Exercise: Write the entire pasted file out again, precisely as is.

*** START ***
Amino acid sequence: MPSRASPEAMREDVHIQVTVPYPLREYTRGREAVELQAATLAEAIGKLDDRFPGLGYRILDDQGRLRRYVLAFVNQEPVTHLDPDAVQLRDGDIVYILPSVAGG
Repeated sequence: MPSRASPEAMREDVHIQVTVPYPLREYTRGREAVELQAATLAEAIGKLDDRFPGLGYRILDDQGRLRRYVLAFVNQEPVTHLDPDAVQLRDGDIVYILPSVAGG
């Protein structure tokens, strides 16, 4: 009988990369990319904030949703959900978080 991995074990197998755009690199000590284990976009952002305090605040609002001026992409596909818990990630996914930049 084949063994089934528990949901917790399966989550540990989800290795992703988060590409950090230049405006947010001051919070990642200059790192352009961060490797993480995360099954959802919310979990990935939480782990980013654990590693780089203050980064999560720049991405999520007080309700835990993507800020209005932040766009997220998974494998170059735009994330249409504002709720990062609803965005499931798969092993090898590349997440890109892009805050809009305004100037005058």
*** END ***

Amino acid sequence: MPSRASPEAMREDVHIQVTVPYPLREYTRGREAVELQAATLAEAIGKLDDRFPGLGYRILDDQGRLRRYVLAFVNQEPVTHLDPDAVQLRDGDIVYILPSVAGG
Repeated sequence: MPSRASPEAMREDVHIQVTVPYPLREYTRGREAVELQAATLAEAIGKLDDRFPGLGYRILDDQGRLRRYVLAFVNQEPVTHLDPDAVQLRDGDIVYILPSVAGG
């Protein structure tokens, strides 16, 4: 009988990369990319904030949703959900978080 991995074990197998755009690199000590284990976009952002305090605040609002001026992409596909818990990630996914930049 084949063994089934528990949901917790399966989550540990989800290795992703988060590409950090230049405006947010001051919070990642200059790192352009961060490797993480995360099954959802919310979990990935939480782990980013654990590693780089203050980064999560720049991405999520007080309700835990993507800020209005932040766009997220998974494998170059735009994330249409504002709720990062609803965005499931798969092993090898590349997440890109892009805050809009305004100037005058």